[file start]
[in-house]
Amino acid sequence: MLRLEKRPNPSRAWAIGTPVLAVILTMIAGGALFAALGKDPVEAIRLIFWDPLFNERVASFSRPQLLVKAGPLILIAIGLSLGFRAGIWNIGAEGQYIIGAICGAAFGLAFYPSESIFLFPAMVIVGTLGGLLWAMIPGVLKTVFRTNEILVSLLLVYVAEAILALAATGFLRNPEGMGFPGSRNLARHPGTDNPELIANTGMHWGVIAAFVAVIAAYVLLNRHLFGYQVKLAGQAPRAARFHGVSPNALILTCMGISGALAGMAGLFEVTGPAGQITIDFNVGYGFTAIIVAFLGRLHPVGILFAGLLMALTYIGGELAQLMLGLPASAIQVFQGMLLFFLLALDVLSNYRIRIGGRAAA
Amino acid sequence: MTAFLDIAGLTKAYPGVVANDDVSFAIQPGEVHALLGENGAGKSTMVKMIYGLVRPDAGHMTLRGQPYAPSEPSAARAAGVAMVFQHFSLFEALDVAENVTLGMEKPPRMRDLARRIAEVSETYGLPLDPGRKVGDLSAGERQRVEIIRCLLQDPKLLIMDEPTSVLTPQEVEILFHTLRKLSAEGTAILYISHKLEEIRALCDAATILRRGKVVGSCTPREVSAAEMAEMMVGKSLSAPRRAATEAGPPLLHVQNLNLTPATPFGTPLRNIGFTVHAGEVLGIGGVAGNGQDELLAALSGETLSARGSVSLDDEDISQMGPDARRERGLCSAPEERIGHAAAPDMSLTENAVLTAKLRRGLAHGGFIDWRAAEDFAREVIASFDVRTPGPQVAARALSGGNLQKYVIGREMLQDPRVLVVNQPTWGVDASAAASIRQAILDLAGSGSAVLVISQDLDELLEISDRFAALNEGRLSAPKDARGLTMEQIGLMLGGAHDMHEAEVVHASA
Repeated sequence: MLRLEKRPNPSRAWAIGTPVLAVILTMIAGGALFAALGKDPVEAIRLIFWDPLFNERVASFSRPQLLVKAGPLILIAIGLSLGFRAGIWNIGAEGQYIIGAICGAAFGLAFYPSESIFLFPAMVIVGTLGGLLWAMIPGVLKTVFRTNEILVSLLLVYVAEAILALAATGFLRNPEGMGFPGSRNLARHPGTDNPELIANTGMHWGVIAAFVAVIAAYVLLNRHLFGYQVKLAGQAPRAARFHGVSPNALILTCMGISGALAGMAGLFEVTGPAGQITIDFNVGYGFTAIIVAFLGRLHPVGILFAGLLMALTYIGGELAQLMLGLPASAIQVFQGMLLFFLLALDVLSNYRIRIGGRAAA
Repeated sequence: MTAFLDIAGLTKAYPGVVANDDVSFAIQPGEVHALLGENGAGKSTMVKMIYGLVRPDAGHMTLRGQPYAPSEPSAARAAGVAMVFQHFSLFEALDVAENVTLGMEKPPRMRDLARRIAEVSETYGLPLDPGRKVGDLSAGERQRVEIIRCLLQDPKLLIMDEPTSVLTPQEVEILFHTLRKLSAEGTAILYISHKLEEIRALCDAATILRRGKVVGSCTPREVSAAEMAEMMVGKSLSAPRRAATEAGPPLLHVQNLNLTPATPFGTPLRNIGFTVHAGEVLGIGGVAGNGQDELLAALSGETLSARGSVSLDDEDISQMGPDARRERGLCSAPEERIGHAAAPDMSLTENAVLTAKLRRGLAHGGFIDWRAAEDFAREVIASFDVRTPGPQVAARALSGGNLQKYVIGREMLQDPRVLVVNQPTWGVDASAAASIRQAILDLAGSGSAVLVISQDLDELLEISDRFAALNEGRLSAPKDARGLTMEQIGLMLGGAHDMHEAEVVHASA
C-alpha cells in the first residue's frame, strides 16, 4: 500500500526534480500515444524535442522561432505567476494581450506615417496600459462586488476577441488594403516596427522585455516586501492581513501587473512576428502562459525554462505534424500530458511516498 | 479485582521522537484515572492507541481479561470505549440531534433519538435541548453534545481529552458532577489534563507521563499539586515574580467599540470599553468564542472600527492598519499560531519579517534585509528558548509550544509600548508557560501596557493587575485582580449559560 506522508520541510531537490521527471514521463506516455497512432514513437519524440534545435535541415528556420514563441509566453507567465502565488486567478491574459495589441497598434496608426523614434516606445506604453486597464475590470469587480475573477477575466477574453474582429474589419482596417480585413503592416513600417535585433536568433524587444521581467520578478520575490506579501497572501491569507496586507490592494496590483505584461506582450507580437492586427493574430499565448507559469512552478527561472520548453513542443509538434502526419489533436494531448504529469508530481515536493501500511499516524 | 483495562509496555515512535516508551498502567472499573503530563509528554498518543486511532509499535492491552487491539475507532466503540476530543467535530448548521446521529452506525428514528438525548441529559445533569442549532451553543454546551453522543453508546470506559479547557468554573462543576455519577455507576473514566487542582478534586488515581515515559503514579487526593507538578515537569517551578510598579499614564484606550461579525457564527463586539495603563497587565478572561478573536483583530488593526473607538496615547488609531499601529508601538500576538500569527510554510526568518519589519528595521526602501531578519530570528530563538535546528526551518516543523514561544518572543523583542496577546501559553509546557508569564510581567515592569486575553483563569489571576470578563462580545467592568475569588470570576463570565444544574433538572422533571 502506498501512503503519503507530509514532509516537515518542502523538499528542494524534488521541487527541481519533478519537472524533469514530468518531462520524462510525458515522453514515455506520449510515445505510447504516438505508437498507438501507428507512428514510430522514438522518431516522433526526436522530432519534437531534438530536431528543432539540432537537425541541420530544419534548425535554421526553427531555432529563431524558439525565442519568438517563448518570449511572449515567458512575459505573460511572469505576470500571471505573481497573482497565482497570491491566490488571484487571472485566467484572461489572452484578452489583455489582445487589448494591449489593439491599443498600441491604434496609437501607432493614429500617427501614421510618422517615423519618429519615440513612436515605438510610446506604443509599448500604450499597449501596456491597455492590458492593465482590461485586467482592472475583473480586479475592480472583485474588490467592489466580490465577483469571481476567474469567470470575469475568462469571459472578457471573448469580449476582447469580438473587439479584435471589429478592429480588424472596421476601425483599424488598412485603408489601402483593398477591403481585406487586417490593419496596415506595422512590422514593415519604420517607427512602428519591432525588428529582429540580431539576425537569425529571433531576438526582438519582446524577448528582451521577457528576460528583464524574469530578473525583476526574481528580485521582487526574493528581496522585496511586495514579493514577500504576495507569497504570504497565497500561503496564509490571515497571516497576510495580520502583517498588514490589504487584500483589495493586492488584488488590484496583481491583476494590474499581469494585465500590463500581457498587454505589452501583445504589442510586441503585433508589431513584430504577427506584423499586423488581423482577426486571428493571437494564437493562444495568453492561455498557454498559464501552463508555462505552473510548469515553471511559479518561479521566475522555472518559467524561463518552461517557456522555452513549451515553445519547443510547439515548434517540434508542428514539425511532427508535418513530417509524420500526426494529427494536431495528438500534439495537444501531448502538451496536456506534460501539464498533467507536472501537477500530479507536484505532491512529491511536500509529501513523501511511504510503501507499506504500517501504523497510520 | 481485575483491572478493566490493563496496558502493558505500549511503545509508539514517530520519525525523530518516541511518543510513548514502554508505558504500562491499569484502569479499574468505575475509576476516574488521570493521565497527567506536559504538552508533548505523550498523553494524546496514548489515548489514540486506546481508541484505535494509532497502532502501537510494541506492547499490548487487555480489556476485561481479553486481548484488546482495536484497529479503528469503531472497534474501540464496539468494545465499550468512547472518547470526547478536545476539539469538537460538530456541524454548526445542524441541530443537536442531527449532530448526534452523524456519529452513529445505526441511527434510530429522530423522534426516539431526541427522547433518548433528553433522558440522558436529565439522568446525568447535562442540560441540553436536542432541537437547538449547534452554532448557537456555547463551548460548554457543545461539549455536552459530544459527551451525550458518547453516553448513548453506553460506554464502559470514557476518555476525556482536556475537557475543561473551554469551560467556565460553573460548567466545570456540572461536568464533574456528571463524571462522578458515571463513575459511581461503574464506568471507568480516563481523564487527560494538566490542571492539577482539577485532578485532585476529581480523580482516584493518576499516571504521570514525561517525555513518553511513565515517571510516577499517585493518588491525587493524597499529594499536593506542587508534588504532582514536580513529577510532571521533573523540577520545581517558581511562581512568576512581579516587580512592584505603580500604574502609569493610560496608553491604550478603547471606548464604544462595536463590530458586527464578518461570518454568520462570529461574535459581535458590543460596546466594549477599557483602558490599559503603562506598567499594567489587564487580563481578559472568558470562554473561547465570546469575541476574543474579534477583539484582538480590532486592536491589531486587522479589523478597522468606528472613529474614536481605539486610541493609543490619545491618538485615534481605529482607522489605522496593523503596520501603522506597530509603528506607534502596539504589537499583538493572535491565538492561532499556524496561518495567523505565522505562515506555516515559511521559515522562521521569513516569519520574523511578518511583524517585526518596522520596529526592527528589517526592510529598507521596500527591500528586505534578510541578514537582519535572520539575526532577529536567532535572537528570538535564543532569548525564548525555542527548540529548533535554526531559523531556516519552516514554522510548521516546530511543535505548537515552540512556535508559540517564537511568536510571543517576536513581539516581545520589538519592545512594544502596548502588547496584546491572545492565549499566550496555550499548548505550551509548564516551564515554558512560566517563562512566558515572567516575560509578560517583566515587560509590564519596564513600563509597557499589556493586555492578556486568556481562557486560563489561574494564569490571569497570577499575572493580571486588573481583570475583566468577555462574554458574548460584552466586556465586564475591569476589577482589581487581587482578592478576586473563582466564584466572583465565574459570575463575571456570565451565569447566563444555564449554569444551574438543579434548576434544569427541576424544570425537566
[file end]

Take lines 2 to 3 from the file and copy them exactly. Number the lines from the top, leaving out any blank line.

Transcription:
Amino acid sequence: MLRLEKRPNPSRAWAIGTPVLAVILTMIAGGALFAALGKDPVEAIRLIFWDPLFNERVASFSRPQLLVKAGPLILIAIGLSLGFRAGIWNIGAEGQYIIGAICGAAFGLAFYPSESIFLFPAMVIVGTLGGLLWAMIPGVLKTVFRTNEILVSLLLVYVAEAILALAATGFLRNPEGMGFPGSRNLARHPGTDNPELIANTGMHWGVIAAFVAVIAAYVLLNRHLFGYQVKLAGQAPRAARFHGVSPNALILTCMGISGALAGMAGLFEVTGPAGQITIDFNVGYGFTAIIVAFLGRLHPVGILFAGLLMALTYIGGELAQLMLGLPASAIQVFQGMLLFFLLALDVLSNYRIRIGGRAAA
Amino acid sequence: MTAFLDIAGLTKAYPGVVANDDVSFAIQPGEVHALLGENGAGKSTMVKMIYGLVRPDAGHMTLRGQPYAPSEPSAARAAGVAMVFQHFSLFEALDVAENVTLGMEKPPRMRDLARRIAEVSETYGLPLDPGRKVGDLSAGERQRVEIIRCLLQDPKLLIMDEPTSVLTPQEVEILFHTLRKLSAEGTAILYISHKLEEIRALCDAATILRRGKVVGSCTPREVSAAEMAEMMVGKSLSAPRRAATEAGPPLLHVQNLNLTPATPFGTPLRNIGFTVHAGEVLGIGGVAGNGQDELLAALSGETLSARGSVSLDDEDISQMGPDARRERGLCSAPEERIGHAAAPDMSLTENAVLTAKLRRGLAHGGFIDWRAAEDFAREVIASFDVRTPGPQVAARALSGGNLQKYVIGREMLQDPRVLVVNQPTWGVDASAAASIRQAILDLAGSGSAVLVISQDLDELLEISDRFAALNEGRLSAPKDARGLTMEQIGLMLGGAHDMHEAEVVHASA